Castilleja integra INDIAN PAINTBRUSH: Growing near Perennial Favorites nursery in Rye, this is the Indian Paintbrush I know the best. It has bright reddish-orange blooms in May and again in late summer if we get any rain in August. 10-12″ tall. Zone 4.
Centranthus ruber RED VALERIAN: Many carmine-colored blooms in early summer. 2′ tall. Can survive drought once established, does not like to be overwatered, especially in clay soil. The flowers are not fragrant despite all the books, magazines, and websites that claim they are. The ROOT is fragrant (or maybe stinky is a better word) it smells like the root of true valerian (Valeriana officinalis). Zone 4.
Cerastium tomentosum SNOW IN SUMMER: An 8″-10″ mat of silver foliage. White flowers blanket this groundcover May-June. When in bloom it’s a gorgeous thing; it then goes through a rough period and benefits from cutting back. If you trim it, it will regrow and look lovely the rest of the year. Zone 3.
Chrysanthemum rubellum ‘Clara Curtis HARDY MUM: Long-blooming hardy mum, starts in July and goes until frost. Single pink flowers with yellow centers. Deer resistant. 2′ tall. Zone 4.
Chrysanthemum rubellum ‘Mary Stoker’ HARDY MUM: Begins in late August or early September with light yellow single daisies that age to peach and then a darker gold. One of my favorite fall flowers. Deer resistant. Zone 4.
Chrysanthemum weyrichii ‘Elfreda': A dwarf chrysanthemum, with white daisies in late summer and early fall, blooming at only 10″ high. Blooms in the shade in late summer! Spreads fairly rapidly and likes to be divided every few years. Zone 4.
Crassula sarcocaulis ssp. rupicola This succulent looks like a bonsai tree, with the trunk growing thicker each year. Perfect in troughs, or any miniature garden setting. Has survived a number of winters in the Denver Botanic Gardens rock alpine garden. Does well as a houseplant, too, if you don’t trust it outside. 10″ tall. Zone 6.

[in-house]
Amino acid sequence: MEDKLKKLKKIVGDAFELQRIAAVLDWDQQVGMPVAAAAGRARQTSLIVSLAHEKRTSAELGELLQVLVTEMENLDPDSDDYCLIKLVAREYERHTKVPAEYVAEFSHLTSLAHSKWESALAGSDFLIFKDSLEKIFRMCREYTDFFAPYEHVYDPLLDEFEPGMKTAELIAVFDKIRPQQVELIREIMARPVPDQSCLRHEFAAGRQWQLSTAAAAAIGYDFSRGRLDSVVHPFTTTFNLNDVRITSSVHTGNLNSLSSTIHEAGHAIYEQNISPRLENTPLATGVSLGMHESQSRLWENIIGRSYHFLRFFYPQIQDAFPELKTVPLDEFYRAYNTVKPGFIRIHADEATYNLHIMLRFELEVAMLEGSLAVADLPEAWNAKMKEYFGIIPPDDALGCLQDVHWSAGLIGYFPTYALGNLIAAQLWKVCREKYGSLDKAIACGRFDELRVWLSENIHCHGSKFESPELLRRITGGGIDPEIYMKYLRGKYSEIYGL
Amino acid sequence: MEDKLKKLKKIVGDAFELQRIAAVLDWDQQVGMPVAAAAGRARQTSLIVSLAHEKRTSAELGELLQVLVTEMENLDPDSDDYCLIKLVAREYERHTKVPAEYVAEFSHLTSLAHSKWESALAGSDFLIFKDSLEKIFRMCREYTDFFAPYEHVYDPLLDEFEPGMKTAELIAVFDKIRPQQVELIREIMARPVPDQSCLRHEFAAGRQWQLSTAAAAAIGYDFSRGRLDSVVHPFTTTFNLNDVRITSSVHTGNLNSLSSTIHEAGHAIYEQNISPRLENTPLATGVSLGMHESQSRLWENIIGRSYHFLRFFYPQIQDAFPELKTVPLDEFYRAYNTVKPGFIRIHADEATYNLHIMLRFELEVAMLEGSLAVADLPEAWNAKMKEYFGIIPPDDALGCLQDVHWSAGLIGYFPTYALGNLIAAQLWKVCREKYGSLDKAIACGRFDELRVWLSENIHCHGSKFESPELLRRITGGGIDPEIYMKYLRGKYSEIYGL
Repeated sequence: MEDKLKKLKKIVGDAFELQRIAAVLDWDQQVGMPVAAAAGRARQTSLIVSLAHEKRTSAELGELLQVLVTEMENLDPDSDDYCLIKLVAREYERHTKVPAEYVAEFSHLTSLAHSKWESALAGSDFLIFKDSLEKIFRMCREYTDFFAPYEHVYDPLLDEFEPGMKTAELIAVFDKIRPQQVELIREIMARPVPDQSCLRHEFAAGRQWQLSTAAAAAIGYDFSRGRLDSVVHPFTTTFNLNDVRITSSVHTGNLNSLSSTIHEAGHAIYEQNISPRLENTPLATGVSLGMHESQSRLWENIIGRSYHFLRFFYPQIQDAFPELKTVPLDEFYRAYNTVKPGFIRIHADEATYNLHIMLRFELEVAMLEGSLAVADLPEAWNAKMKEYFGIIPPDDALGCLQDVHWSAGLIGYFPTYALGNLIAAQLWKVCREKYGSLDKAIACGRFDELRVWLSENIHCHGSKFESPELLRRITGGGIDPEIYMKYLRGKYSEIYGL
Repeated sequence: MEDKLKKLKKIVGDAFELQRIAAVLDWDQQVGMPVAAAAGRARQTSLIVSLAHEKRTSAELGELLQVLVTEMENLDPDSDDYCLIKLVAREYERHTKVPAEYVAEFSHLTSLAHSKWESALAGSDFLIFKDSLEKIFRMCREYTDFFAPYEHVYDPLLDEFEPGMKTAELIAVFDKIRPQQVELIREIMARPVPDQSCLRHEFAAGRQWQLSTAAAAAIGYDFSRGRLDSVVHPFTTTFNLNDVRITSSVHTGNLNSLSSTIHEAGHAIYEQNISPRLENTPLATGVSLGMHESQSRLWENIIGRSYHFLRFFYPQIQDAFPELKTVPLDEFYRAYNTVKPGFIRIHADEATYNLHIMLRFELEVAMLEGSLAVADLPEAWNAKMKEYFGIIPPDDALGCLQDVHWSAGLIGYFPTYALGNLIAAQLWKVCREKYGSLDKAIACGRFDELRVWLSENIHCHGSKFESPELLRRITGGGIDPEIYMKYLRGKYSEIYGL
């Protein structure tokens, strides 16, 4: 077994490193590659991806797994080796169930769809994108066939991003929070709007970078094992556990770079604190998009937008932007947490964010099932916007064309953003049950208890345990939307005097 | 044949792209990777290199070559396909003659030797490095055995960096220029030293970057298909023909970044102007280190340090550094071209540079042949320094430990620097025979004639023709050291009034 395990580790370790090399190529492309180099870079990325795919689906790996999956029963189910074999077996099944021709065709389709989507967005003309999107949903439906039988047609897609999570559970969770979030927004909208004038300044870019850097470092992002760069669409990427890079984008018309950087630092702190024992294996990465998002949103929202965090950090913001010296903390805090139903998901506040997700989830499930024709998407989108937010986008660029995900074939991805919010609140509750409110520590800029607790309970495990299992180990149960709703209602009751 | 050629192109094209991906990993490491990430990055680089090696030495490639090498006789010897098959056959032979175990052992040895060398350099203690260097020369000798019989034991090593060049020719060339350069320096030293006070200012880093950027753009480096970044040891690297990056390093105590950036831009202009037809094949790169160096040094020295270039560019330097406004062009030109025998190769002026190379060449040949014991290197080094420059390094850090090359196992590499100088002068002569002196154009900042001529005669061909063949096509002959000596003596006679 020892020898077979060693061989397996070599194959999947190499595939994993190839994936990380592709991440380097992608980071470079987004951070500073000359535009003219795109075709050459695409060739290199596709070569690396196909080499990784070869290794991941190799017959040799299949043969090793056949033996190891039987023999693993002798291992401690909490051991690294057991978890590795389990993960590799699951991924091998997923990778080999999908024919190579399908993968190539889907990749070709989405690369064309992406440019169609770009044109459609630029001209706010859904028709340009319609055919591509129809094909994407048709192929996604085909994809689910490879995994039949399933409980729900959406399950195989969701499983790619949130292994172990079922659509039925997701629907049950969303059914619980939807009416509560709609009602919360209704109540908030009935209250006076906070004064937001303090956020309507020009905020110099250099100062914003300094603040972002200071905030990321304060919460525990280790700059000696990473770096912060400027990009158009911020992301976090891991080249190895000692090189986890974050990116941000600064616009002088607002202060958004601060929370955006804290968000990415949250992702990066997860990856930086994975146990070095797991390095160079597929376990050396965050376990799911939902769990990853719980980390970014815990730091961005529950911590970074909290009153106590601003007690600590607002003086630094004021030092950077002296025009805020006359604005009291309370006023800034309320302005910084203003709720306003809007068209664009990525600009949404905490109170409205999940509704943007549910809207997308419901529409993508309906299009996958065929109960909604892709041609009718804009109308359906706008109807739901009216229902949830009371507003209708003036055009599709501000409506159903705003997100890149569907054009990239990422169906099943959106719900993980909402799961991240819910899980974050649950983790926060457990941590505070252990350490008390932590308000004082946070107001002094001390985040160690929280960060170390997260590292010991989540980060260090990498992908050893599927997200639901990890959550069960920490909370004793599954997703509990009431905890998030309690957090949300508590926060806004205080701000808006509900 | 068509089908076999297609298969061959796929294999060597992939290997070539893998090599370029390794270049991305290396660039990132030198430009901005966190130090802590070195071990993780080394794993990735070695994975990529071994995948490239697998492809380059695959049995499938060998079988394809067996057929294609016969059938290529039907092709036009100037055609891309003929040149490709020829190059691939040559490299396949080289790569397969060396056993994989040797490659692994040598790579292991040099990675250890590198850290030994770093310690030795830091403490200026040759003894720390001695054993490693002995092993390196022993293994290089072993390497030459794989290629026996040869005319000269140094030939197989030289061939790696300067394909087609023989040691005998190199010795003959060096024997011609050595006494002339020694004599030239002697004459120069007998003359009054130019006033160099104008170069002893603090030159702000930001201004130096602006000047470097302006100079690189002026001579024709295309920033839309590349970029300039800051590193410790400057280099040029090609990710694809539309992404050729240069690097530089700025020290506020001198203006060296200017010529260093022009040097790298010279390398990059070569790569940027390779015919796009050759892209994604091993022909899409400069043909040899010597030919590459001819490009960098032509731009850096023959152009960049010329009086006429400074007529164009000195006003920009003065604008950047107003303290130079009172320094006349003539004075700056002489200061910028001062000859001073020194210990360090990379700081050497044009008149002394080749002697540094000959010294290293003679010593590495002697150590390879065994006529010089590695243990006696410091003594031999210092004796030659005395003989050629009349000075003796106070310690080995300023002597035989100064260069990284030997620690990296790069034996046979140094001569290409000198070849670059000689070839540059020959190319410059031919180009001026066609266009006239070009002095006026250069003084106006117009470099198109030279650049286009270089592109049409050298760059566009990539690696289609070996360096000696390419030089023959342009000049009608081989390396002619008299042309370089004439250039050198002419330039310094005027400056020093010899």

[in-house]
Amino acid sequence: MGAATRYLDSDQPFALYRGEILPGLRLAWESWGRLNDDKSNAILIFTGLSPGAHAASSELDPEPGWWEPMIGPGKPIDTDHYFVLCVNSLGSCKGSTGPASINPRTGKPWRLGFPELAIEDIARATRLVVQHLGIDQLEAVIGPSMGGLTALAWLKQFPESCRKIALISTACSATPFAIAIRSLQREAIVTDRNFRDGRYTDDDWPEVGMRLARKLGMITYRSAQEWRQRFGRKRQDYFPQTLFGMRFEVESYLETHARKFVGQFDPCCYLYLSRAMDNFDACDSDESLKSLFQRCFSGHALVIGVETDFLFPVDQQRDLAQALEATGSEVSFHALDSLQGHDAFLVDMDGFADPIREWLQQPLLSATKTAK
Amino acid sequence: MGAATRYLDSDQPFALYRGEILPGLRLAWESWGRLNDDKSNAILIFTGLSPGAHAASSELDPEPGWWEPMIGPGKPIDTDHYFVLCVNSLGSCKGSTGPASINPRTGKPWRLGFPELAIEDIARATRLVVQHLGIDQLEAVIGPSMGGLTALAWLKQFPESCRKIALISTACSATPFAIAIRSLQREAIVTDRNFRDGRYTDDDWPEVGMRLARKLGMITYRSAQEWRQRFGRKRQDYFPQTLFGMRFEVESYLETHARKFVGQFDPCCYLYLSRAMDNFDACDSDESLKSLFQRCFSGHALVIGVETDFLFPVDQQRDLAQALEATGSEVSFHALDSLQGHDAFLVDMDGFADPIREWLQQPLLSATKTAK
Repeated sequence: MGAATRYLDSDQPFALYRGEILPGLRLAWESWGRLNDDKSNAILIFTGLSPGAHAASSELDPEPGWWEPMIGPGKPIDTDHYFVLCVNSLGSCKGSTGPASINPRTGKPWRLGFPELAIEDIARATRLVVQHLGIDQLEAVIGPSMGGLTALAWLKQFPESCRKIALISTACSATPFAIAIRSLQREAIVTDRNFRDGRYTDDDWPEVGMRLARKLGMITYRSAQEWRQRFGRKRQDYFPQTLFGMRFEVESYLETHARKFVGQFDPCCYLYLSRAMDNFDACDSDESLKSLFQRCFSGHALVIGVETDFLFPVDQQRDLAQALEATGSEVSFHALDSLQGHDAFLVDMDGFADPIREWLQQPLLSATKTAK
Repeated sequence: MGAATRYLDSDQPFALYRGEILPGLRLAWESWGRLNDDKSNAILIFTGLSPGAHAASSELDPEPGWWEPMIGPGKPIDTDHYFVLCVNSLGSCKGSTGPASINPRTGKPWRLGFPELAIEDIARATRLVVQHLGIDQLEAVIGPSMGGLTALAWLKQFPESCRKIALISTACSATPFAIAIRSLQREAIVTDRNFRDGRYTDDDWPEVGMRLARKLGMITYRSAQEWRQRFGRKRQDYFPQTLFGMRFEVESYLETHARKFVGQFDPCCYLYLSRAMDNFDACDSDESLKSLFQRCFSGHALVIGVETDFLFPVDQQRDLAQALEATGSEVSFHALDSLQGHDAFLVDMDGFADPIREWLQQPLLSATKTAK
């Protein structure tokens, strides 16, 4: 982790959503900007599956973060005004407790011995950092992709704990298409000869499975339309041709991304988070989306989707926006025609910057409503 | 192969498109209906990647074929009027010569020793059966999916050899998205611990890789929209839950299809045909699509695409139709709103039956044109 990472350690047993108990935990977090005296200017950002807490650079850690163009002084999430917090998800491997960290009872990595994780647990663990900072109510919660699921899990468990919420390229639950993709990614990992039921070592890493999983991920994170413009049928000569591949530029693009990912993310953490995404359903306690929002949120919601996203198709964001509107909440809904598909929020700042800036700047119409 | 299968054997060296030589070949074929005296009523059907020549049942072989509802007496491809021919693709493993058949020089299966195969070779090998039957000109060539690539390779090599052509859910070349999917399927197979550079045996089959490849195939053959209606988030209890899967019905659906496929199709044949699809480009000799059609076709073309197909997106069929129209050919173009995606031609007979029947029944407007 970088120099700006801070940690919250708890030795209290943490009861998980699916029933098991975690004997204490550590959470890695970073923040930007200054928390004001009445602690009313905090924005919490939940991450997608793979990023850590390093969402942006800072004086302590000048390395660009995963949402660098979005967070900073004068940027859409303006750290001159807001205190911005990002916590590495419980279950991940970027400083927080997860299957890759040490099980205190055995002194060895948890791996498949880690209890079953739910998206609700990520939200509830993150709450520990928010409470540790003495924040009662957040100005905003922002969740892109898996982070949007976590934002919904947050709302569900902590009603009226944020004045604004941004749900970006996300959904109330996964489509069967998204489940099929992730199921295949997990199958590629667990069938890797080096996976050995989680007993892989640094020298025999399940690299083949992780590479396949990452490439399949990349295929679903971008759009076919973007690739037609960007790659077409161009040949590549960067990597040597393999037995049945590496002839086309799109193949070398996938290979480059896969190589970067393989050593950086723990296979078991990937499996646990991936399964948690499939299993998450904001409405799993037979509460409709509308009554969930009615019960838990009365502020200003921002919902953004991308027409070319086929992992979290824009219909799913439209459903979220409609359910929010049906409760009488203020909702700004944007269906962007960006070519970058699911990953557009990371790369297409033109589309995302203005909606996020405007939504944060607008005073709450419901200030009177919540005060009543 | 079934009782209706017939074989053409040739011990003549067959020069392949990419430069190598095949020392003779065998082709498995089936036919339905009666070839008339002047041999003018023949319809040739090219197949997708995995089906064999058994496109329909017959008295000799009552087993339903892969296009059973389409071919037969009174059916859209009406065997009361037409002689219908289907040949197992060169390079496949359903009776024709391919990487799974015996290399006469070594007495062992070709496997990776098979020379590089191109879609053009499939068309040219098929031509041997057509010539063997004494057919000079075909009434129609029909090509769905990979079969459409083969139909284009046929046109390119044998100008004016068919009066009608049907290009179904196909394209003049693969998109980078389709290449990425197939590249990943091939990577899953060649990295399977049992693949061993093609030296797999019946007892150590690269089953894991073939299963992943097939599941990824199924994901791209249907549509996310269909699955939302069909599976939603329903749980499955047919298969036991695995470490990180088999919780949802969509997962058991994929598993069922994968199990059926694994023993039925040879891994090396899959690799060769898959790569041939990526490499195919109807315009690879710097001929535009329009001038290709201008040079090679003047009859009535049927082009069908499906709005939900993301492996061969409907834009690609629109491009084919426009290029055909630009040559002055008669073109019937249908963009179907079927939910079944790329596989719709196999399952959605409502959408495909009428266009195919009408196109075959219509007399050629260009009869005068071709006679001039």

NEW! Delosperma ‘Jewel of the Desert– Garnet’ ICEPLANT: Red flowers with a hot lavender-pink ring around the white eye. Very dramatic. Blooms all summer! 2″ tall, spreads to 10″ wide. Full sun. Zone 4. (The Jewel of Desert series seems to be very winter hardy, but we’ve only tested it one winter so far. I’ll know more May 2015.)
Delosperma ‘Jewel of the Desert — Topaz’ ICEPLANT: Flowers are a lovely warm amber with white eye. Blooms non-stop. 2” tall, 18″ wide. Zone 4.
Delosperma ‘John Proffit’ TABLE MOUNTAIN ICE PLANT: This iceplant is more compact than D. ‘Cooperi’ and it begins blooming earlier in the season. 3” tall x 18” wide. Zone 5 if kept dry in winter.
Delosperma ‘Lavender Ice’ ICE PLANT: Our own foundling, this plant has large lavender flowers with a darker lavender-blue ring at the center. Very distinctive and a vigorous ground cover. 3″ tall, spreading to 18″ wide. Plant Select 2009. Zone 5.
Delosperma ‘Lesotho Pink’ LESOTHO ICEPLANT: This selection is covered with deep pink blooms in spring. 1″ tall by 18″ wide. Very winter hardy. Zone 4.
Delosperma nubigenum YELLOW ICE PLANT: Yellow flowers. Very hardy. Blooms in May. Red foliage in fall and winter. Zone 4.
Delosperma ‘White Nugget’ ICEPLANT: Beautiful shiny white flowers in May. Found high in the Drakensberg Mountains. 1″ tall x 4″ wide. Zone 5.
Dianthus arenarius SAND PINK: Fragrant white flowers top this compact dianthus. Drought tolerant. 10″ tall. Zone 4.
Dianthus ‘First Love': Fragrant flowers, start white then change to pink and then dark rose pink. Extremely long blooming, from spring to fall. One of the easiest dianthus to grow, it flourishes from the mountains to the plains. 2001 Plant Select. Zone 3.
Dianthus gratianopolitanus ‘Tiny Rubies’ CHEDDAR PINKS: Small plant with a big impact. Double pink flowers only 1/2″ in size. Blooms in spring. Great for a trough, or rock garden. Zone 3.
NEW! Dianthus gratianopolitanus ‘Wicked Witch’ Fragrant, cherry red flowers bloom from May to July. 6″ tall foliage, flowers reach 12″ tall, spreading to 12″ wide. Good for full sun to part shade. Zone 3.
Dianthus simulans PINKS: The tiniest leaves, the tiniest flowers–yet a big impact. This is a plant for troughs or in a special spot in the rock garden. Everyone who sees it must touch it. 3″ tall, spreading very slowly to 10″ wide. Very limited supply. Zone 5.
Dicentra spectabilis BLEEDING HEART:Old fashioned flower with dangling hearts in the spring. For sun to part shade. 2’ tall. Zone 4.
Digitalis thaspi SPANISH PEAKS FOXGLOVE: Raspberry-pink flowers appear in June and July over soft and fuzzy foliage. More heat and drought tolerant than the common foxglove. Sun to part shade. 15″ tall. Zone 5.